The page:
The Life and Legacy of St. Patrick

“My name is Patrick. I am a sinner, a simple country person and the least of all believers. I am looked down upon by many.” — St. Patrick’s “Confession”

St. Patrick’s Day is upon us and that means plenty of green and beer (and, in some places, green beer). Like Valentine’s Day, St. Patrick’s Day has morphed into something far bigger than the original feast day. People of all faiths love marking this saint’s feast with festivities. Sadly, the holy man himself is often forgotten amid all the partying.

Here’s what we know about him.

St. Patrick wasn’t Irish.
He was born in Britain (a colony of the Roman Empire) in the late fourth century. His father was a deacon.

Irish slave traders captured 16-year-old Patrick and brought him to Ireland, where he was forced to work as a sheep herder. In his “Confession,” Patrick notes that he did not know the true God before this time. That changed during his captivity:

“I tended sheep every day and I prayed frequently during the day. More and more the love of God increased and my sense of awe before God. Faith grew and my spirit was moved, so that in one day I would pray up to one hundred times and at night perhaps the same. I even remained in the woods and on the mountain and I would rise to pray before dawn in snow and ice and rain. I never felt the worse for it and I never felt lazy — as I realize now, the spirit was burning in me at that time.”

Patrick eventually escaped Ireland and returned to Britain, where he heard God’s call to the priesthood. He was ordained and eventually consecrated bishop.

But rather than live a life of relative peace in Britain, Patrick discerned that God was calling him to evangelize Ireland. So he set out to bring the Gospel to the very people who had enslaved him.

Back on the Emerald Isle, Patrick had to contend with pagan Druids, who held sway over many Irish people. He succeeded in converting large numbers of men and women to Catholicism, which changed the course of Ireland — and the world — forever.

St. Patrick did not drive snakes out of Ireland.
Although legend claims that St. Patrick banished snakes from Ireland, this is likely a myth. There is no evidence that snakes ever inhabited the region.

St. Patrick did drive paganism out of the hearts of many Irish, so the story still has symbolic value.

St. Patrick’s influence extends worldwide.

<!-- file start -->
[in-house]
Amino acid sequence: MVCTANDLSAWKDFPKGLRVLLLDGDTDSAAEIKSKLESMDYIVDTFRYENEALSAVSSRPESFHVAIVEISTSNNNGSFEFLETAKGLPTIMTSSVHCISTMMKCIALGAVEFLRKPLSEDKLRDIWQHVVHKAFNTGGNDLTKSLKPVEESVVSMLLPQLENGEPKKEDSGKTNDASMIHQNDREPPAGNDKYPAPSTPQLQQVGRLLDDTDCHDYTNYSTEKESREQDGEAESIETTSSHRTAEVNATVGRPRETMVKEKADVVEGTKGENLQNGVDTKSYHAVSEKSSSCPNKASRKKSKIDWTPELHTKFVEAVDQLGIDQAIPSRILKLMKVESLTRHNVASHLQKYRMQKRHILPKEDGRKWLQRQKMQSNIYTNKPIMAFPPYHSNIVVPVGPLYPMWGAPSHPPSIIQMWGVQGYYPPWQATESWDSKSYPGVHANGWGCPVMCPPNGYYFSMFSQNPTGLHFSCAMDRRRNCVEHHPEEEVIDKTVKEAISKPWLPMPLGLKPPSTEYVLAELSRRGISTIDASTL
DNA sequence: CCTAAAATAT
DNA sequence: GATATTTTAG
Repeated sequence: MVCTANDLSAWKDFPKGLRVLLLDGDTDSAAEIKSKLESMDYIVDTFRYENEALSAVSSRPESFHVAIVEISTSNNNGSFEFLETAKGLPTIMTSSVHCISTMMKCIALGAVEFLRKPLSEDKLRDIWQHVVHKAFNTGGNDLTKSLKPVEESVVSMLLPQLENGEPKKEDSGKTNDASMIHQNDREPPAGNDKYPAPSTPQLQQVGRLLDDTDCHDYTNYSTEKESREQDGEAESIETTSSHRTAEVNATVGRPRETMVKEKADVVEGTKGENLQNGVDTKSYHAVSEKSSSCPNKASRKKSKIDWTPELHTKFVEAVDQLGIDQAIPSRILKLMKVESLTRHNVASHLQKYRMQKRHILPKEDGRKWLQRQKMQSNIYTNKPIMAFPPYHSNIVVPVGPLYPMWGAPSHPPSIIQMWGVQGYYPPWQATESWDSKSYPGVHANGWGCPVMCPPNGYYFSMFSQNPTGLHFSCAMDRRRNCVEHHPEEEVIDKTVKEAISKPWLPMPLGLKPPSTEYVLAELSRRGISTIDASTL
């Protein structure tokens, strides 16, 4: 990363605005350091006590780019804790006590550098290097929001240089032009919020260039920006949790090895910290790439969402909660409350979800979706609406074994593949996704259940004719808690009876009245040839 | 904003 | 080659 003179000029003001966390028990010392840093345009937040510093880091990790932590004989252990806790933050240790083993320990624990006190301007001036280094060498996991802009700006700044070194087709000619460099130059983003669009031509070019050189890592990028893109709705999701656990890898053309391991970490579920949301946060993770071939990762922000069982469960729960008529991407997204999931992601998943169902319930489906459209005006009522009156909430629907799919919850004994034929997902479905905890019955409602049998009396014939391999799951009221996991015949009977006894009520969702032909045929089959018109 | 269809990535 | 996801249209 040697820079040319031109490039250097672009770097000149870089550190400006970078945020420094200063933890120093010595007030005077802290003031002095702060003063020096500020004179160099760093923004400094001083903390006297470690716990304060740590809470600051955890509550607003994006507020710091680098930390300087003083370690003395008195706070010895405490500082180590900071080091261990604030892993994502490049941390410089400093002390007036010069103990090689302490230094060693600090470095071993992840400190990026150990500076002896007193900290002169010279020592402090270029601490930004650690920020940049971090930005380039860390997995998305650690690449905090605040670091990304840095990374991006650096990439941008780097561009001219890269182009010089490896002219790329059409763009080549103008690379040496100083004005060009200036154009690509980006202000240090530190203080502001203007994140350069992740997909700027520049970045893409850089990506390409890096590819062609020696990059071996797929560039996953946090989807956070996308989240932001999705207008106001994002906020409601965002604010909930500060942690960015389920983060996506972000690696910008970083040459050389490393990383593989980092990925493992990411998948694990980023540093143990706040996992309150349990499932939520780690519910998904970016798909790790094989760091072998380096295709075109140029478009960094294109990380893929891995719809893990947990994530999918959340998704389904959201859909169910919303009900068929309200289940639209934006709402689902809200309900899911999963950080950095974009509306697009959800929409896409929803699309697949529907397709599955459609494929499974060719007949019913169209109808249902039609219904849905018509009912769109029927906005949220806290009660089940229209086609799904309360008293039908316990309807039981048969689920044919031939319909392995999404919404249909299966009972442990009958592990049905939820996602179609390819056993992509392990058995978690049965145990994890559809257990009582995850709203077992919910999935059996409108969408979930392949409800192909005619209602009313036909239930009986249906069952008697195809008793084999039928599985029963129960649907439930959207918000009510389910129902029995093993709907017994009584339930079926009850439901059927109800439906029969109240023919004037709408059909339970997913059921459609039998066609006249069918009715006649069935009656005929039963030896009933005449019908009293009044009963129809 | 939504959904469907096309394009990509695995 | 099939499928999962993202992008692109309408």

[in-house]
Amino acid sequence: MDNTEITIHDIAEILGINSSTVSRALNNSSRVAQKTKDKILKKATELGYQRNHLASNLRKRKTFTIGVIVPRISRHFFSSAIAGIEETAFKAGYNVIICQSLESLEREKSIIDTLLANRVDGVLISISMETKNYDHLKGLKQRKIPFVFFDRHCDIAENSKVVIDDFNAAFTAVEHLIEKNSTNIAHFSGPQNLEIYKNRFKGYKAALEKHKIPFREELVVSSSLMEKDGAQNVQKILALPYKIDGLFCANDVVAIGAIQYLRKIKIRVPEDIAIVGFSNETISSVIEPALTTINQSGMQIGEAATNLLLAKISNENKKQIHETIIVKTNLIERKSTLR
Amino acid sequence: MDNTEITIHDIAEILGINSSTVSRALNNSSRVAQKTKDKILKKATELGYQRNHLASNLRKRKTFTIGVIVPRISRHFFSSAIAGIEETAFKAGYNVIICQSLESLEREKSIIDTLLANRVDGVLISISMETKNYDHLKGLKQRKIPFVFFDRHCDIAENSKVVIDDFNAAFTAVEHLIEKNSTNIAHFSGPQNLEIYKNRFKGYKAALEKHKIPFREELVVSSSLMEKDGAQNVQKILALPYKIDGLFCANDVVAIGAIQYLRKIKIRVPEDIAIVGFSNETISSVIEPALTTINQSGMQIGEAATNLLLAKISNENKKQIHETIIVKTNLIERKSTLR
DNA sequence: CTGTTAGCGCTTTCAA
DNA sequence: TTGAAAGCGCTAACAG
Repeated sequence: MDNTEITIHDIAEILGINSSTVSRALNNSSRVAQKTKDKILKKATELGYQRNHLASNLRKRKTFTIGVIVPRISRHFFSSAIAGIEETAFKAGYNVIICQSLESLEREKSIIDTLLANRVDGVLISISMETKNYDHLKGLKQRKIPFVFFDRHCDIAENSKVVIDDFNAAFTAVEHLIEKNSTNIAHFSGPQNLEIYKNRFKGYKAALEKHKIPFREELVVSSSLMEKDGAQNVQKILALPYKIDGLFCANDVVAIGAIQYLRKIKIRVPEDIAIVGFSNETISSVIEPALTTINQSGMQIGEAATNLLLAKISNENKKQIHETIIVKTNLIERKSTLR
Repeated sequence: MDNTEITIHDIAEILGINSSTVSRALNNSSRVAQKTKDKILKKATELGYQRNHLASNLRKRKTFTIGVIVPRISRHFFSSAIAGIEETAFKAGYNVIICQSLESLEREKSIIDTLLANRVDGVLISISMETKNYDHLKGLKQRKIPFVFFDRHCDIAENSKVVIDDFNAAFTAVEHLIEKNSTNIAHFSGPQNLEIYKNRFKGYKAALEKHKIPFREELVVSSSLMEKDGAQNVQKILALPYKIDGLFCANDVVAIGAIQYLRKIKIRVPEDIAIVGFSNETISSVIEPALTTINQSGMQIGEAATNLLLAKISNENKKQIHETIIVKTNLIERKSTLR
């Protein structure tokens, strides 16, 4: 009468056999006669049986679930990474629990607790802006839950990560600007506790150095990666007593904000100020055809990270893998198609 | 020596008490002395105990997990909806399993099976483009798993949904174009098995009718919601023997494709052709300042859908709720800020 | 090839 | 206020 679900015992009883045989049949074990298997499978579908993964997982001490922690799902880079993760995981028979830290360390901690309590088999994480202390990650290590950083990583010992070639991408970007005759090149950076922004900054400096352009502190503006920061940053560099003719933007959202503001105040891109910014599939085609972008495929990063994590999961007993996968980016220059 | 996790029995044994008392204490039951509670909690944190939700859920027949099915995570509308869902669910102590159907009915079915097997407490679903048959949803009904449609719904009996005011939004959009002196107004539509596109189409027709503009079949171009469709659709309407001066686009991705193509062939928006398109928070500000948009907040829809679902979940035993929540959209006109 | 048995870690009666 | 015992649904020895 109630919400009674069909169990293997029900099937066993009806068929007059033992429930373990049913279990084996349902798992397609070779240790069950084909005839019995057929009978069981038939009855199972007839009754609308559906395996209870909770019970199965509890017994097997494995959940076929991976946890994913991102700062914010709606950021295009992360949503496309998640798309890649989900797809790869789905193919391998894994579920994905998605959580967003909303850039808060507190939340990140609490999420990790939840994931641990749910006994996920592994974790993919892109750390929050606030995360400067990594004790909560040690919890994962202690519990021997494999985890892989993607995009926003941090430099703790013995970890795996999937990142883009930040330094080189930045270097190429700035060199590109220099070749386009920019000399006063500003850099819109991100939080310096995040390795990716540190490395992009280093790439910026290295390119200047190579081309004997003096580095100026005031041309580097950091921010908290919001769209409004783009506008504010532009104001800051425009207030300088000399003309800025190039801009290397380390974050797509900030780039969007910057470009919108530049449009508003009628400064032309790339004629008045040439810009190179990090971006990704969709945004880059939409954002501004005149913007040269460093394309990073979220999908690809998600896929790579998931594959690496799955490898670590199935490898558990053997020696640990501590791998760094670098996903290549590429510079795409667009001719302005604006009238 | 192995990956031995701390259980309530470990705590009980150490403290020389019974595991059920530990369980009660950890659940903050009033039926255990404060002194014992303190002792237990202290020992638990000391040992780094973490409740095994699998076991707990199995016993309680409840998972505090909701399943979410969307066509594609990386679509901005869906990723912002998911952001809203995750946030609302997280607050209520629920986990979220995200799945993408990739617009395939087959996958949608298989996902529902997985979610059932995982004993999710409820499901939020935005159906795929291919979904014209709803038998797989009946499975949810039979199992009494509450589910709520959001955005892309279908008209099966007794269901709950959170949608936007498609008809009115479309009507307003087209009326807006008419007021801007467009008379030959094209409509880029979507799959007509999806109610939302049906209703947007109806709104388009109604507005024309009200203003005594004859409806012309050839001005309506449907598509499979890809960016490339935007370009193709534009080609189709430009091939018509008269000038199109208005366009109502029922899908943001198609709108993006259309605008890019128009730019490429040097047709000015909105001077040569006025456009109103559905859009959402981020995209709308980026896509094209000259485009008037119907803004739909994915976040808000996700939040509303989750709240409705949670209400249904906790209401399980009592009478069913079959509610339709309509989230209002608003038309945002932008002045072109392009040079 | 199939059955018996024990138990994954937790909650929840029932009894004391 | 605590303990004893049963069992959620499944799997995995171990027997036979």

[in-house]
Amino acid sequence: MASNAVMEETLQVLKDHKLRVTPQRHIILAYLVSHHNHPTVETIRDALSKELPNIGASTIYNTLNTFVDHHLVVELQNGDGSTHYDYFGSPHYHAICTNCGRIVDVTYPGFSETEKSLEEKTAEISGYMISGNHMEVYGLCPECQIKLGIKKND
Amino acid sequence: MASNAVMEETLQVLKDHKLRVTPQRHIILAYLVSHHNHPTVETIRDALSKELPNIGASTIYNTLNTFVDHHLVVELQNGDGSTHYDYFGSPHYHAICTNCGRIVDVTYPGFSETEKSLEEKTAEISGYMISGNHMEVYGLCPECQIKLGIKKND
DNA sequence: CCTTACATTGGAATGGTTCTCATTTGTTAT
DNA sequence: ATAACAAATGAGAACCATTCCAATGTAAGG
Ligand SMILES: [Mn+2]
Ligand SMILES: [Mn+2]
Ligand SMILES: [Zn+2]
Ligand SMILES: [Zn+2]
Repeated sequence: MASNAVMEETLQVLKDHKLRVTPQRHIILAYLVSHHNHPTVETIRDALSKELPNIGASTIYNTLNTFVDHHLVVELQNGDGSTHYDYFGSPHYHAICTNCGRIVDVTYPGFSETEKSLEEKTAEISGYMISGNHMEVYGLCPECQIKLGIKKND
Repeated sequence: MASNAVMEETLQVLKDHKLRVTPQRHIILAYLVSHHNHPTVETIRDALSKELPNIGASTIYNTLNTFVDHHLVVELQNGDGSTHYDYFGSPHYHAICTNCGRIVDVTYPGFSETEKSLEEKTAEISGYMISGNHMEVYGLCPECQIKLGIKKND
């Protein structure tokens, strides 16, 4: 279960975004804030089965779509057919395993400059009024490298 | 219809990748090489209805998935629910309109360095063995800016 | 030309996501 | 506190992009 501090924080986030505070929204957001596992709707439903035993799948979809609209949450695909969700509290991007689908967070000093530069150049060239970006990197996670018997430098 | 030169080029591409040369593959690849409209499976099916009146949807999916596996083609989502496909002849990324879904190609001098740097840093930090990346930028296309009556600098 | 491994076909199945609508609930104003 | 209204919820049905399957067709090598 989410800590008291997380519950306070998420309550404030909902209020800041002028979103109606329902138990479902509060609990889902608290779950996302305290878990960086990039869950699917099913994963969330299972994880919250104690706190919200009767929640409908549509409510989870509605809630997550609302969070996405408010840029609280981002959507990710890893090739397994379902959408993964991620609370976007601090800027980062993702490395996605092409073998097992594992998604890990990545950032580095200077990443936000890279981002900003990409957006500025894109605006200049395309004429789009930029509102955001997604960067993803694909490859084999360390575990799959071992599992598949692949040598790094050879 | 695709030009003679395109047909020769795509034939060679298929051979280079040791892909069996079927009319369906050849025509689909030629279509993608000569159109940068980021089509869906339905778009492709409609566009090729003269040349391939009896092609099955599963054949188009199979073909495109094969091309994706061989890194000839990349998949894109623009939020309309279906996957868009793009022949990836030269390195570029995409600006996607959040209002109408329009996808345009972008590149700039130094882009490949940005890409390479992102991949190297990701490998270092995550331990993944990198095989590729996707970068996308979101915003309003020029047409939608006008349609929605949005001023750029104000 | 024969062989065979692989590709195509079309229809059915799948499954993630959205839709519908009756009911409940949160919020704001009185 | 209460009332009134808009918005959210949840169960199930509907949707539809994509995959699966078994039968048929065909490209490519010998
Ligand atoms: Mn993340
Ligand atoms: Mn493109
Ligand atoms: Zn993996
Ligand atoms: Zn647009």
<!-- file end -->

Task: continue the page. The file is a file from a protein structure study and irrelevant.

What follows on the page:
Catholicism remains strong in Ireland. But St. Patrick’s influence is not limited to this country. Throughout the late 19th and early 20th centuries, Irish Catholics immigrated to the United States in droves and left an indelible mark on the country.

Some famous Irish American Catholics include Archbishop Fulton J. Sheen, author Flannery O’Connor, Fr. Patrick Peyton, and singer/actor Bing Crosby. Irish Catholics built churches in many major U.S. cities and many were ministered by clergy of Irish descent.

Follow in the footsteps of St. Patrick.
This summer, Verso Ministries and St. Vincent Archabbey will lead a Catholic pilgrimage to experience the life of St. Patrick. Join us to visit sacred sites, including Downpatrick and Armagh, as well as the beauty of Lough Derg and the incredible Cliffs of Moher. Learn more here.


“Saint Patrick’s Breastplate” Prayer

Christ with me,
Christ before me,
Christ behind me,
Christ in me,
Christ beneath me,
Christ above me,
Christ on my right,
Christ on my left,
Christ when I lie down,
Christ when I sit down,
Christ when I arise,
Christ in the heart of everyone who thinks of me,
Christ in the mouth of everyone who speaks of me,
Christ in every eye that sees me,
Christ in every ear that hears me,
I arise today through a mighty strength,
The invocation of the Trinity,
Through a belief in the threeness,
Through a confession of the oneness,
Of the Creator of Creation.




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The Life and Legacy of St. Patrick

“My name is Patrick. I am a sinner, a simple country person and the least of all believers. I am looked down upon by many.”
— St. Patrick’s “Confession”